5 Whys and Pointing the Finger

Posted on February 8, 2012 | in Teamwork | by

Harvard Business Review

Yesterday, Harvard Business Review posted a video of Eric Ries (identified as their “entrepreneur-in-residence”) showing how to find the “human causes” of technical problems using the 5 Whys approach.

(I’d embed the video here but I’m not so technically savvy when the code isn’t already provided for me. So to watch the video, click here.)

Anyway, one of the key points Eric brings out is that for technical problems there is typically an underlying human problem that causes it, which he demonstrates using the 5 Whys technique. As a lean practitioner that depends on teamwork, coaching, and collaboration, this is probably the last thing I want to do.

The example he uses in the video (server problem caused by insufficient training) points the finger at the manager for not providing adequate training for the engineer that implements the coding issue. I view the process for identifying the cause in two ways.

One, how do we know that the training was insufficient? Does the process of creating an engineer that is adequately prepared identify what training needs to be completed first? If not, then it’s a process problem in that the standard isn’t created.

And if the process identifies the incorrect training, it’s again a process problem. Does the manager not follow the process? If so, why does he not follow it? What outside force is keeping him from completing it?

And two, we could probably pretty easily say that any and every problem can be traced back to a human cause. Every process is created by humans, so naturally every cause is human made. However, coming to that conclusion is a fruitless and wasteful endeavor because the point is to solve the original problem at the point where the dominoes start to fall. Must we go back to the creator of the elements?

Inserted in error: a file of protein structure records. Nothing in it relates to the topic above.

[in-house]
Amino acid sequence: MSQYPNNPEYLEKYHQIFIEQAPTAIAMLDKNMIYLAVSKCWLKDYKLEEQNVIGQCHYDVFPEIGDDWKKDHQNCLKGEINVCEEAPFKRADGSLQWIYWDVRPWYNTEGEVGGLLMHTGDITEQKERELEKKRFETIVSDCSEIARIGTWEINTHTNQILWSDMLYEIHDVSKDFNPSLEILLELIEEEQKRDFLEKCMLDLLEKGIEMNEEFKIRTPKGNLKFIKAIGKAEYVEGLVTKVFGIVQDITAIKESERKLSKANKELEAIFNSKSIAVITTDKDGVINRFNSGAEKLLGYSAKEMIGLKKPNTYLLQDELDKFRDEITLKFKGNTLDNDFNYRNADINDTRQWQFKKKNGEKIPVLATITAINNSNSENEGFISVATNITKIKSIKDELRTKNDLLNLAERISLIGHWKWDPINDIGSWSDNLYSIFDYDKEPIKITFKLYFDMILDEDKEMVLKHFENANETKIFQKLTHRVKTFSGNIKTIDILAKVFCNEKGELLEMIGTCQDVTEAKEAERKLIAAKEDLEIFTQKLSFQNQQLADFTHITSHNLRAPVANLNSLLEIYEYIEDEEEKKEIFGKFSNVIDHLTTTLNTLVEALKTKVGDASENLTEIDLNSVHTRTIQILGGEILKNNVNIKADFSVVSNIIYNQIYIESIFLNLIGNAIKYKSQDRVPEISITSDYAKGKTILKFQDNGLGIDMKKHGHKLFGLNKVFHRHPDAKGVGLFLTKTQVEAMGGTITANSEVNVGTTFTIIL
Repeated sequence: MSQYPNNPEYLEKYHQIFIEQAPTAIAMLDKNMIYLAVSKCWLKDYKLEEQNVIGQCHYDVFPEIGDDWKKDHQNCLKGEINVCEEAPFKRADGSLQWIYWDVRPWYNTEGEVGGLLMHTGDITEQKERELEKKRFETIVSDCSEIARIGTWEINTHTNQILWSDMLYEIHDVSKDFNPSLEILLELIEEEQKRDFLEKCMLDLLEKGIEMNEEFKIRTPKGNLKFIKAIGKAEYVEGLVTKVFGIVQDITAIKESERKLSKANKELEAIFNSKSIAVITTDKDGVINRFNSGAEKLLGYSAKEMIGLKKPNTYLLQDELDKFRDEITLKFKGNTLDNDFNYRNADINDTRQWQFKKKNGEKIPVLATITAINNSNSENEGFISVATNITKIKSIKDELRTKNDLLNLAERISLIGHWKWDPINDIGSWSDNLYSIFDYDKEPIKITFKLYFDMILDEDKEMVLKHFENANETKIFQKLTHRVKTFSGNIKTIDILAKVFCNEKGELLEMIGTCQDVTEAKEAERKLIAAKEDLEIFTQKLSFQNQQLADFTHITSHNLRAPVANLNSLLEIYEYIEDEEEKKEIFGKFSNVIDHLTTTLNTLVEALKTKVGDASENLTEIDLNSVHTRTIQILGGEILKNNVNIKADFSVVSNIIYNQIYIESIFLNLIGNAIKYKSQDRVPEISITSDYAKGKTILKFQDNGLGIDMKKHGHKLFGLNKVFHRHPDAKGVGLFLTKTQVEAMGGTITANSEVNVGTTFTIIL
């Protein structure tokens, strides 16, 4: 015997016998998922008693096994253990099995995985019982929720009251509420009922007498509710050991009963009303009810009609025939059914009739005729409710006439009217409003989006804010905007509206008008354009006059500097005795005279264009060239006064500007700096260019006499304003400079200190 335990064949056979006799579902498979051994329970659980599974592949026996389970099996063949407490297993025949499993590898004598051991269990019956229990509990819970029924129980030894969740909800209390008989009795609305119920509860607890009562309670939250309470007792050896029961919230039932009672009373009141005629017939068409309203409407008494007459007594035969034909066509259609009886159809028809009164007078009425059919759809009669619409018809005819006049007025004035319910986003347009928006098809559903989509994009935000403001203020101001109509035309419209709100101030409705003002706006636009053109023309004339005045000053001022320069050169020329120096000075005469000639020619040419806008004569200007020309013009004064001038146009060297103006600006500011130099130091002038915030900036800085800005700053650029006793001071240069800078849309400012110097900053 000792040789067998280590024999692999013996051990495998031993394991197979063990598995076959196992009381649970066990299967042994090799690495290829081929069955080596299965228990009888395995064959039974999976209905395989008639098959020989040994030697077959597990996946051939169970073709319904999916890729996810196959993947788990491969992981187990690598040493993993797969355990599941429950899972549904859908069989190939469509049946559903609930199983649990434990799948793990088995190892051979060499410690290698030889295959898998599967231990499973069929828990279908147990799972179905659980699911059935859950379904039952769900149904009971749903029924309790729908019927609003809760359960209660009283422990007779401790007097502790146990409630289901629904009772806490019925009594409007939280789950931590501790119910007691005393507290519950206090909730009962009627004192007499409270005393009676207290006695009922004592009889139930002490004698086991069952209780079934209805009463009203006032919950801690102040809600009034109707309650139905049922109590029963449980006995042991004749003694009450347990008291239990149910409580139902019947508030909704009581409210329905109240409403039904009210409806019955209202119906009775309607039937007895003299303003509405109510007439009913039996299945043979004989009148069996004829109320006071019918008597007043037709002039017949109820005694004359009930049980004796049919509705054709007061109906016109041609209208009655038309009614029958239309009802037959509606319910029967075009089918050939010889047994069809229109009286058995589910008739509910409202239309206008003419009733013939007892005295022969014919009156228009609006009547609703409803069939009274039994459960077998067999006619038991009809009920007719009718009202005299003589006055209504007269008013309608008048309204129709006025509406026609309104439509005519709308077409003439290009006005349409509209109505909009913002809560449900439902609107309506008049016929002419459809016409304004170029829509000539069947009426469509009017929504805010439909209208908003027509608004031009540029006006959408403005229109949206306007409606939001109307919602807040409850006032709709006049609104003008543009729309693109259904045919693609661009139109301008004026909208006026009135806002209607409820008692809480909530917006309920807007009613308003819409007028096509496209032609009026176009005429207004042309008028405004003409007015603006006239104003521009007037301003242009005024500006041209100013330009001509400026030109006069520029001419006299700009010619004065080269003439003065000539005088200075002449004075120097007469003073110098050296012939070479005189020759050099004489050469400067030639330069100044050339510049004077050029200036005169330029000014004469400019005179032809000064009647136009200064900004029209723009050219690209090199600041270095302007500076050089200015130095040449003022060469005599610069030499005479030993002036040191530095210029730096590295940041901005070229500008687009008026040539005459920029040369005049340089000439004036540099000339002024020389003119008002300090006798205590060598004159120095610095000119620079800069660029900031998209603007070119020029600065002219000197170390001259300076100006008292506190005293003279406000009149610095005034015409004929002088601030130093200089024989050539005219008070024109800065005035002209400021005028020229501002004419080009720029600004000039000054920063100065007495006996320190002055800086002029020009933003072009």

So if you want to make sure “human causes” don’t exist, you must create foolproof processes where human intervention is necessary but not a curse.

And by no means should we point a finger at a person when it’s really the process that’s at fault.

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3 Responses to “5 Whys and Pointing the Finger”

  1. Don C says:

    Chad,

    I generally agree to with your points.

    Lately I’ve become more sensitized to seeing it as neither solely people or process. I think Don Reinertsen had some useful criticism of the glass bead game as demonstrating that it’s only the process or system.

    I got pointed to a nifty book called Apollo Root Cause Analysis that I found useful. One of the points it made is that you can find as many causes as you have time for. When you start RCA you have to have a sense of what kinds of answers are acceptable.

    In the spheres I travel in I feel like I’m sensing a backlash against the notion of “it’s the process’s fault”. Personally, I think that’s the place to start, but at some point, practically, the organization may need to decide the person is more of a problem than their process can accommodate.

    Best,
    Don

    • Chad Walters says:

      Don –

      Thank you for the comment.

      I completely agree with you – a root cause is a root cause, whether it’s a process or people. I believe lean practitioners try to drive home the “look at the process” concept first to prevent immediately pointing the finger at the operators – telling the operators they’re wrong kills any hope for teamwork and cooperation.

      The fact remains that, yes, sometimes there are people that are the problems in a process. But couldn’t it also be stated that the process in bringing the problematic people into the fold had a breakdown as well? How does HR know they are bringing in the right people and leaving out the wrong ones?

      Might that be process analysis overkill? Certainly. (I do that sometimes.) It might be more tedious to seek out the “perfect” person instead of seeking someone that is “good enough.” In the example explained in the video, the person didn’t receive proper training but Eric said it was a people problem when there was a breakdown in the process of knowing if that operator is prepared enough for the work. That said, the process owner must realize that at some arbitrary point the process shouldn’t be expected to accommodate every anomaly a person might have and that it’s simply easier to remove that person from the process.

  2. Pingback: Politics and (the Lack of) Root Cause Analysis | Lean Blitz – Do it better.

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